Parchment, Paper, Pixels is well-organized and systematic in its approach.  Tiersma lays the foundation for his work by discussing the differences between speech, writing, and text.  Each chapter that follows is devoted to analyzing one of the four core texts:  wills, contracts, statutes, and judicial opinions.  He demonstrates how each text has undergone the process of “textualization,” which he describes as the “tendency for the text of those writings to become increasingly authoritative.”  Tiersma contends that texts generally follow a three-step process from (i) being a purely oral arrangement, to (ii) serving as evidence of the arrangement, to (iii) becoming the sole authority of the arrangement.

Tiersma’s analysis yields important insights on the unique nature of legal texts and how ever-increasing access to accurate copies of texts has affected how lawyers and judges utilize and interpret them.  In tracing each text’s history, Tiersma shows how the level of textualization differs among the texts.  For example, he describes how wills tend to be much more textualized than many contracts, and how United States common law is more textualized than English common law.

Tiersma also highlights how the textual conventions of the legal world differ from ordinary textual practices, and how modern technology can widen the gap between them even further.  Reference librarians who assist the public can attest to this fact; we frequently encounter individuals who are confused as to what makes a given document official or authoritative.  In each chapter, Tiersma provides proposals for reform that seek to remove the dissonance that exists among the different textual practices.  He acknowledges that some of the proposals are more feasible than others, such as his “whimsical suggestion” that “wikilaw” might be a future innovation for drafting statutes.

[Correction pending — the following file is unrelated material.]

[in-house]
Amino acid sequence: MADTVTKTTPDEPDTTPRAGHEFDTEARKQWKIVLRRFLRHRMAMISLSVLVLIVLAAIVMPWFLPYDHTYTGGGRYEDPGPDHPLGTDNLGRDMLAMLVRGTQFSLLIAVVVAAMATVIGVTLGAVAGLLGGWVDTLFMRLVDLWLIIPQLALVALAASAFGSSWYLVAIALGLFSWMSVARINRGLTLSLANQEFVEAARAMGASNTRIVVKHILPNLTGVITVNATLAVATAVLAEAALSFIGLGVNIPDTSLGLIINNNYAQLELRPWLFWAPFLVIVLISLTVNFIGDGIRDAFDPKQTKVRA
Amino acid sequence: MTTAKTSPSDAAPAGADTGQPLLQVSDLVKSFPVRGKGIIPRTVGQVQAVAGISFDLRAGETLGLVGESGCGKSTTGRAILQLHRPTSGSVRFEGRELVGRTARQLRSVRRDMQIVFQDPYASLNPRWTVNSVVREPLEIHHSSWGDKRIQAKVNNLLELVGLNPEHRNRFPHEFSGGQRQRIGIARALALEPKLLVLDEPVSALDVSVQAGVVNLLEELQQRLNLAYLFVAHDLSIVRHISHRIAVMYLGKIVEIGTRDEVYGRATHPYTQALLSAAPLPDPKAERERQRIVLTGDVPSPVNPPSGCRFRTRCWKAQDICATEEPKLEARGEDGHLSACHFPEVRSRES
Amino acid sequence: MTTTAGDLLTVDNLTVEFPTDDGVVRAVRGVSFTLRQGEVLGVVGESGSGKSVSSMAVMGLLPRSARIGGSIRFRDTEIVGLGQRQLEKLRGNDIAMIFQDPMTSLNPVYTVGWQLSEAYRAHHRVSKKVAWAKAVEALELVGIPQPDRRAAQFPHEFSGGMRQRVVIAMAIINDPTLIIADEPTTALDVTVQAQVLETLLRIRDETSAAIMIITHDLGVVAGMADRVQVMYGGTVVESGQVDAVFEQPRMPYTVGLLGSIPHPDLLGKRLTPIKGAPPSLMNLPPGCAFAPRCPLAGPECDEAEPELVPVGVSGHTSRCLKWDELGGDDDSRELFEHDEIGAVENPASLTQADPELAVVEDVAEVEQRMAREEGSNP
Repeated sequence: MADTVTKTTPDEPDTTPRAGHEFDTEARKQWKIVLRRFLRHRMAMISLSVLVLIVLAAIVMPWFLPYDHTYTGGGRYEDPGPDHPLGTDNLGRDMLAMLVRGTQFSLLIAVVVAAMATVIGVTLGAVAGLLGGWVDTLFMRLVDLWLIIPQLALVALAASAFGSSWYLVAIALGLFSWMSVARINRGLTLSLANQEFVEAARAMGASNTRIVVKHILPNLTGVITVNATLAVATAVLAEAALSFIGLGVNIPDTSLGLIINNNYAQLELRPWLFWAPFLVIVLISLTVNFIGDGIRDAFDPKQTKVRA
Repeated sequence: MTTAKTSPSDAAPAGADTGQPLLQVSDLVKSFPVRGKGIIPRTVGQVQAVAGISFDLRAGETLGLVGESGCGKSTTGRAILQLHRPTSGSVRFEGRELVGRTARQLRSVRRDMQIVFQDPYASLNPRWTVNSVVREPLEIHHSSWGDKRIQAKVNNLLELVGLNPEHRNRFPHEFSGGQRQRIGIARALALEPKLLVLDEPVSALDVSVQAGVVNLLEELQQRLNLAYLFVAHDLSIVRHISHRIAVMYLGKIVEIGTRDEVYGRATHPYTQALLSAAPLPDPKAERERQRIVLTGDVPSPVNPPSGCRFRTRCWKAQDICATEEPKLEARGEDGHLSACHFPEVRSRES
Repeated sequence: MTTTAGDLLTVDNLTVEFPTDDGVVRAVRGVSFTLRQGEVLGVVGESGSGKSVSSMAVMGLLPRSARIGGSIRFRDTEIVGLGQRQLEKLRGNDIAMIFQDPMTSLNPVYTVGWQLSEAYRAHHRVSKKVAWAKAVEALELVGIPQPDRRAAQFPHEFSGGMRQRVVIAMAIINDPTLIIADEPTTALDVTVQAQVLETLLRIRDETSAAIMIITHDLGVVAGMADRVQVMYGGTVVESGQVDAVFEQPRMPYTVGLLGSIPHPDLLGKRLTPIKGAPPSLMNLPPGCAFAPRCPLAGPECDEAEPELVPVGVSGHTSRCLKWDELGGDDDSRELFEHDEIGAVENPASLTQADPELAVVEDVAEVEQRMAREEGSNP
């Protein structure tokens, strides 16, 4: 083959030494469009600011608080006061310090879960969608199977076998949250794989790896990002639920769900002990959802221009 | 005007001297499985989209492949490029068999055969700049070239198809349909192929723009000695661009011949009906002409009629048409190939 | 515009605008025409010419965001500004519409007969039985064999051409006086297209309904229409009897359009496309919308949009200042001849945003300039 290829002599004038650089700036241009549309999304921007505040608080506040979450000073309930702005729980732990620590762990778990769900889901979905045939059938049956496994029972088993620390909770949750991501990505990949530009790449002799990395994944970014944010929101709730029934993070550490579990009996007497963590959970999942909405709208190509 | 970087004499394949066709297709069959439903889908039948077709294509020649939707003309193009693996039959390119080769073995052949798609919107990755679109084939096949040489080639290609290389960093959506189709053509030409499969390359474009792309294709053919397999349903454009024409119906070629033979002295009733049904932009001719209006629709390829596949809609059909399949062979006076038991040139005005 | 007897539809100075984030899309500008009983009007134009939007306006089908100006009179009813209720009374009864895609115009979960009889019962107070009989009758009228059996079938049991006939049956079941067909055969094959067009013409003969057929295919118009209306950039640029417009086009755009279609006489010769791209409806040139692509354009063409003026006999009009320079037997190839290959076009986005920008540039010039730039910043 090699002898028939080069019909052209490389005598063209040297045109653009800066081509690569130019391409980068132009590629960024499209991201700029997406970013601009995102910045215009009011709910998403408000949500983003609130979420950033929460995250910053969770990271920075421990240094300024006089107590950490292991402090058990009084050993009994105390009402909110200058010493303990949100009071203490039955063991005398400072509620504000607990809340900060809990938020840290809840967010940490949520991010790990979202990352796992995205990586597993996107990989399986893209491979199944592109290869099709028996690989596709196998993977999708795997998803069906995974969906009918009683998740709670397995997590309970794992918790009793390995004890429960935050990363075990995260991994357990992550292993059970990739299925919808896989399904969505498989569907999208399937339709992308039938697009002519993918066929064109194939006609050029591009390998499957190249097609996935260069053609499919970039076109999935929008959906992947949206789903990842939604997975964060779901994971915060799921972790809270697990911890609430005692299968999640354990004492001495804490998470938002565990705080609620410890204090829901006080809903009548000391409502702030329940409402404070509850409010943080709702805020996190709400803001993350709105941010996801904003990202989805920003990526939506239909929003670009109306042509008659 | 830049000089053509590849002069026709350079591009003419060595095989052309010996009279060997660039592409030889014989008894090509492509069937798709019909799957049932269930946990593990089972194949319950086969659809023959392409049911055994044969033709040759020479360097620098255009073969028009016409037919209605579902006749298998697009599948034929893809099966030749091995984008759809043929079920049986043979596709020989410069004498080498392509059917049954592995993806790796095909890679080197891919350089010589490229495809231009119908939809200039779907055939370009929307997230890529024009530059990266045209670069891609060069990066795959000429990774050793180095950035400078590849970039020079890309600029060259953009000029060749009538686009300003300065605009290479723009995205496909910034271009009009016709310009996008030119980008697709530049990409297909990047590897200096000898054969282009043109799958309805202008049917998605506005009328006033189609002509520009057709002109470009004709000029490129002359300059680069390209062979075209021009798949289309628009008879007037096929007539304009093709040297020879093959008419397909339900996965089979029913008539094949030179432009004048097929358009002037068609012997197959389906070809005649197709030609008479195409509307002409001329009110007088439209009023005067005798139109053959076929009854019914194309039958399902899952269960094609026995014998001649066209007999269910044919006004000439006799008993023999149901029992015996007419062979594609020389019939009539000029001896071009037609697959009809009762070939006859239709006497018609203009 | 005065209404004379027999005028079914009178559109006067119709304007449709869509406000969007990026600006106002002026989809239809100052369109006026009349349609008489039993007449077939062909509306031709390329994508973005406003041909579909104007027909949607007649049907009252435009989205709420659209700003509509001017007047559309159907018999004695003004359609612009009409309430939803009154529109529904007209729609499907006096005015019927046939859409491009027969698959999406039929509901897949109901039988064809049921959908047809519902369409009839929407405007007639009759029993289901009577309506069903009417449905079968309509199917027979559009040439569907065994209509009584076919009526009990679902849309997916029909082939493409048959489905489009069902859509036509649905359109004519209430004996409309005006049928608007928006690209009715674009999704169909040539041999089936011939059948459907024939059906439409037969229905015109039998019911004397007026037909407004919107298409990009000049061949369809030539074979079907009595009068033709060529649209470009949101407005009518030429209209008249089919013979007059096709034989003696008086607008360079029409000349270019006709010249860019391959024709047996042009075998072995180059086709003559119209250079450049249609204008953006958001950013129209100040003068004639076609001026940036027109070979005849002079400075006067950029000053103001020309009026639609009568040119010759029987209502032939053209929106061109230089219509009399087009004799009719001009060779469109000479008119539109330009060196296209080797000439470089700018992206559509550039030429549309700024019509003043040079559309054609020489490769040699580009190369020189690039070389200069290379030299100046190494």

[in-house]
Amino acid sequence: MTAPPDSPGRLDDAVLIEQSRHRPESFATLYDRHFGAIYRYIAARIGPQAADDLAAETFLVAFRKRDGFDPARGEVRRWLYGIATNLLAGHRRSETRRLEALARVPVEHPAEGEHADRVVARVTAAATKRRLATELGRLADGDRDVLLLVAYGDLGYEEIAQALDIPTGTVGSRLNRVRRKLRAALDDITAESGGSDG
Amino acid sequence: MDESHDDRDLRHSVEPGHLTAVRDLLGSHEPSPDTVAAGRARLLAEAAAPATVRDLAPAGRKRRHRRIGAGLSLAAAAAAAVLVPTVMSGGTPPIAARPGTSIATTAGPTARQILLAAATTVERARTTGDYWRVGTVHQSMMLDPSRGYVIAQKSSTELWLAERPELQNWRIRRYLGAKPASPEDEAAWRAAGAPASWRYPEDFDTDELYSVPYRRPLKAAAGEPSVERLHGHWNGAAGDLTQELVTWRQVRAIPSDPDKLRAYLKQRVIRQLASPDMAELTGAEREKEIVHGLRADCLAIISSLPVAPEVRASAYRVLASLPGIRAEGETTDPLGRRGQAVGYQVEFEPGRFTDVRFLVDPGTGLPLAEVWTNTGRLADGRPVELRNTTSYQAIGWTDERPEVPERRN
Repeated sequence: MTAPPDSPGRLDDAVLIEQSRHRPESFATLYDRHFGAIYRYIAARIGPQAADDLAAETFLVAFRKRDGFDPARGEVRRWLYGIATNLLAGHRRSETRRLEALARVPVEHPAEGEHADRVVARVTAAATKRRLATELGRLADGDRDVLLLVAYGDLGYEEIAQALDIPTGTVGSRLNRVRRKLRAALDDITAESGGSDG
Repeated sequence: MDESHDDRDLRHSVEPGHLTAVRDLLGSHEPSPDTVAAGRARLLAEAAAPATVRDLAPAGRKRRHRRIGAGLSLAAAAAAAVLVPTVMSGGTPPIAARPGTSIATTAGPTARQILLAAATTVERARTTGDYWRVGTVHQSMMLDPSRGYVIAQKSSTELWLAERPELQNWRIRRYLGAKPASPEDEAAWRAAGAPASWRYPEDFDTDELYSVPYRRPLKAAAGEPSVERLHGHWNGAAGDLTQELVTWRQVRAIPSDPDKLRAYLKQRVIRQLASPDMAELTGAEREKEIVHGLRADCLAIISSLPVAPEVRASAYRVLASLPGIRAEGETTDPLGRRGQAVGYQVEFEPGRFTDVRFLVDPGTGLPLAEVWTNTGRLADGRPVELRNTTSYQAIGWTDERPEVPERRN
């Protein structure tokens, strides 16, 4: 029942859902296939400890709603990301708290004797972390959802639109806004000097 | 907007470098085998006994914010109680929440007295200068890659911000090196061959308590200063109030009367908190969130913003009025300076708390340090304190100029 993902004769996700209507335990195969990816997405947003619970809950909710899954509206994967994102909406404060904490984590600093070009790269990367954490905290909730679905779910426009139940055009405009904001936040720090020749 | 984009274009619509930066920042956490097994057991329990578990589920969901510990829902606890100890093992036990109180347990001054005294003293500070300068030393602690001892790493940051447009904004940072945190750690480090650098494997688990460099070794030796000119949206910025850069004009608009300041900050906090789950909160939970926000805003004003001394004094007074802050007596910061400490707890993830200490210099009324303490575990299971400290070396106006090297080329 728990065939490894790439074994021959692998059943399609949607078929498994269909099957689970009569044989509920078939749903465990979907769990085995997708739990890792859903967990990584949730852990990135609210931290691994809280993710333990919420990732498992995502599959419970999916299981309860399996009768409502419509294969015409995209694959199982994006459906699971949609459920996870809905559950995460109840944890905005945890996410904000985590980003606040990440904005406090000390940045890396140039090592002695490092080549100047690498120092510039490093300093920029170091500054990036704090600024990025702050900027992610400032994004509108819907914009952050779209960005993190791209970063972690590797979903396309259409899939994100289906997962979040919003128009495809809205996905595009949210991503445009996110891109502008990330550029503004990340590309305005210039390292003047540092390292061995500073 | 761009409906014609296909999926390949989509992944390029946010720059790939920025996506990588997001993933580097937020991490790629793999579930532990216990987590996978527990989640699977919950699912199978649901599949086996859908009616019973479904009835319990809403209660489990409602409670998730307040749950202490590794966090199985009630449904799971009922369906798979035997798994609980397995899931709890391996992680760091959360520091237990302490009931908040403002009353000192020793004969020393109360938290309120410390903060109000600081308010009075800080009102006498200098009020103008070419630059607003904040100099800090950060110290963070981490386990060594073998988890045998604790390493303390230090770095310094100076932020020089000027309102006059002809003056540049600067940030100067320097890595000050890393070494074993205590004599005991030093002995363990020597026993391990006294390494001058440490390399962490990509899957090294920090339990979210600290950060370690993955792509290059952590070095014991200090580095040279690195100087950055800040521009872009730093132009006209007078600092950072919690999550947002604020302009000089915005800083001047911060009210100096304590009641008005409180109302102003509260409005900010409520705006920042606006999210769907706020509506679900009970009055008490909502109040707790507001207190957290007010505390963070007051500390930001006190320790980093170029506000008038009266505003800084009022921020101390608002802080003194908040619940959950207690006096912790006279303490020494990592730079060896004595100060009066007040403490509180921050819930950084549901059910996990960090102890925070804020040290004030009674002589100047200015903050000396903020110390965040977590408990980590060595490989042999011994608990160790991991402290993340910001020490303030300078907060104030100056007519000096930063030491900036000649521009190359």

Parchment, Paper, Pixels would be even better if it included more discussions of pixels and their implications for legal texts.  Tiersma does not specifically address the ramifications of several issues that have received attention among law librarians in recent years, such as free PACER access, Law.gov, the Durham Statement, the advent of WestlawNext, the Government Printing Office’s use of authenticated PDFs, and the increased use of e-readers and similar devices.  Nonetheless, Tiersma’s work provides a solid historical foundation and contributes important insights on the nature of legal texts that are relevant to such issues.

The book’s descriptions of the historical underpinnings of core legal texts will help a variety of audiences:  a first-year law student who struggles to grasp the parol evidence rule, a library school student or a social sciences librarian who desires a better understanding of what sets legal texts apart from other texts, a practicing attorney who seeks to explain to a client the reason why there are so many formalities required to execute a will, and a law librarian who debates whether to transition a collection from parchment, print, or pixels.

Reviewed by David McClure, Faculty Services Librarian at the Wiener-Rogers Law Library, William S. Boyd School of Law, University of Nevada, Las Vegas.

Book Review: Dancing on the River by Mark Susnow

Dancing on the River: Navigating Life’s Changes, by Mark Susnow. Available for purchase on Mark Susnow’s website.